When invited to non-Jewish funerals, people usually reach out to the deceased’s family members or the funeral home with questions. However, the chevra kadisha organizes Jewish funerals, so this is where you should go if you have questions or need help.
Frequently Asked Questions
When Does a Jewish Funeral Take Place?
Jewish funerals occur as soon as possible after death, traditionally within one day. However, the funeral can’t take place on Jewish holidays or the Sabbath, so it won’t be held on a Friday evening or Saturday. There is flexibility if the body needs to be transported or the family is unavailable.
Jewish funerals usually occur so quickly because the body is not embalmed, and autopsies are avoided when possible. The reason for this is that it’s a tradition in Judaism that the body is not cut unnecessarily, as this can be considered desecration of the body.
There are, of course, exceptions. For example, if an autopsy is required for legitimate purposes or if donating an organ will save a life. Government regulations will also be prioritized over Jewish customs.
There are other exceptions when it comes to embalming. If a body needs to be transported overseas, then it will have to be embalmed, and the funeral will naturally take place later than it usually would. This is common when tourists die overseas.
How Is the Body Prepared for a Jewish Funeral?
As with planning the funeral, the chevra kadisha is responsible for preparing the body for the service.
To prepare the body for a Jewish funeral, the chevra kadisha will clean the deceased (taharah) and dress them in a plain burial shroud (tachrichim). Someone will then place the body in a biodegradable pine coffin/casket.
Typically, all Jewish people are buried in this same manner. This is symbolic of the fact that all are equal in death, regardless of wealth and status.
Jewish men are also dressed in their prayer shawl, known as a talit, before the actual burial. If a man does not have a prayer shawl, the chevra kadisha will donate one.
Will the Body Be Visible at the Service?
The body will not be visible at a Jewish funeral but will instead be sealed in a plain wooden coffin as soon as it has been washed and dressed. Public viewings and wakes are also not appropriate because the Jewish faith forbids viewing the face of a dead person.
However, just because there won’t be a wake doesn’t mean there aren’t other services at which mourners can pay their respects and express their condolences:
If invited, people sometimes go to a loved one’s home after the funeral ceremony for a cup of tea or a meal. However, this won’t take place at the chapel.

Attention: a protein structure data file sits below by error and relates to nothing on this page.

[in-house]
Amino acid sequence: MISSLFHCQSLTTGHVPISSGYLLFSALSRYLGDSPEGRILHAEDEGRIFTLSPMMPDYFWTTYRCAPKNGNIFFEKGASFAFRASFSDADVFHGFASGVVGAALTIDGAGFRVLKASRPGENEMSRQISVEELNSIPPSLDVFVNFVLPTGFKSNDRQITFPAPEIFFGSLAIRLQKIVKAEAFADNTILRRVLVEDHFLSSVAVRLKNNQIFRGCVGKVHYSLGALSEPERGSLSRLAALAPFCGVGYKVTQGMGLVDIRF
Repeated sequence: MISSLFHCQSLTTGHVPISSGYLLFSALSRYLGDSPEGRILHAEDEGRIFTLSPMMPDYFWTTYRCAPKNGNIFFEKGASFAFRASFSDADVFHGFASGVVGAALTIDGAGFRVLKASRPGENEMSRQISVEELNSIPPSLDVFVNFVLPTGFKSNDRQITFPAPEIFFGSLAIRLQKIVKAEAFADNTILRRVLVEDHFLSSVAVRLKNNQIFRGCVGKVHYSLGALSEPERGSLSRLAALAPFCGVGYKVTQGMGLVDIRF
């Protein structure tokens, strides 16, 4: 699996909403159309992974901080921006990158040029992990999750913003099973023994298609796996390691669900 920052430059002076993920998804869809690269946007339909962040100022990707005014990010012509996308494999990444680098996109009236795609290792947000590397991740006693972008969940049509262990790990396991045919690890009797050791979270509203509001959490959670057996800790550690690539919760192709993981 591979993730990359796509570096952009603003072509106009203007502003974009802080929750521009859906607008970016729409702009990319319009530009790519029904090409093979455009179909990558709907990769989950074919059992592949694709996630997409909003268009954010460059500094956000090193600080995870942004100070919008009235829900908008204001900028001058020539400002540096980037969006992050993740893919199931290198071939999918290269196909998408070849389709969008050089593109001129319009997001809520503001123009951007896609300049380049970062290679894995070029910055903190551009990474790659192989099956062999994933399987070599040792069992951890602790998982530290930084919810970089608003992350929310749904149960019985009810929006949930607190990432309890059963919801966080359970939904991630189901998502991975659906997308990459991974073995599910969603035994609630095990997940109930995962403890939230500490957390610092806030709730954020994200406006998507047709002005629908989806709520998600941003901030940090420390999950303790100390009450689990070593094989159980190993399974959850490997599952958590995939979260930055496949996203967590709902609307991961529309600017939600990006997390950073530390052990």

Will the Body Be Cremated at a Jewish Funeral?
For many Jews, cremation is not an option at Jewish funeral services because it is desecration of the body and may violate biblical commands. This is the same reason embalming and autopsies are typically prohibited. In recent times, cremation is also avoided due to its association with the Holocaust.
However, according to Rabbi Victor Appell, Reform Judaism takes a more flexible approach. While still affirming their preference for the traditional Jewish practice of burial, Reform Jews believe:
“While there is no clear-cut prohibition of cremation in the halachic literature (literature of Jewish law). The Reform rabbinate seeks to encourage the traditional practice of burial in the earth whenever possible and some Reform rabbis do not officiate at memorial services for those who have chosen cremation.”Rabbi Victor Appell, Associate Rabbi, Temple Emanu-El of Westfield, New Jersey
What Is Shemira?
Shemira is the Jewish tradition of watching over the deceased’s body before the burial. You may hear shemira referred to in the context of Jewish funerals, but it is not compulsory and is now less common than it used to be. This is primarily due to inadequate resources to sustain this practice.
The Bottom Line
Attending any event outside your own culture of religion can be intimidating.
Thankfully, Jewish funerals aren’t that difficult. Yes, some traditions, customs, and rules differ from what you might be used to, but as long as you are respectful, you should get by just fine.
If you want to learn more, here’s a helpful interview with Rabbi Mitchell Berkowitz:
And if you have any questions? Just leave us a comment below – we respond quickly!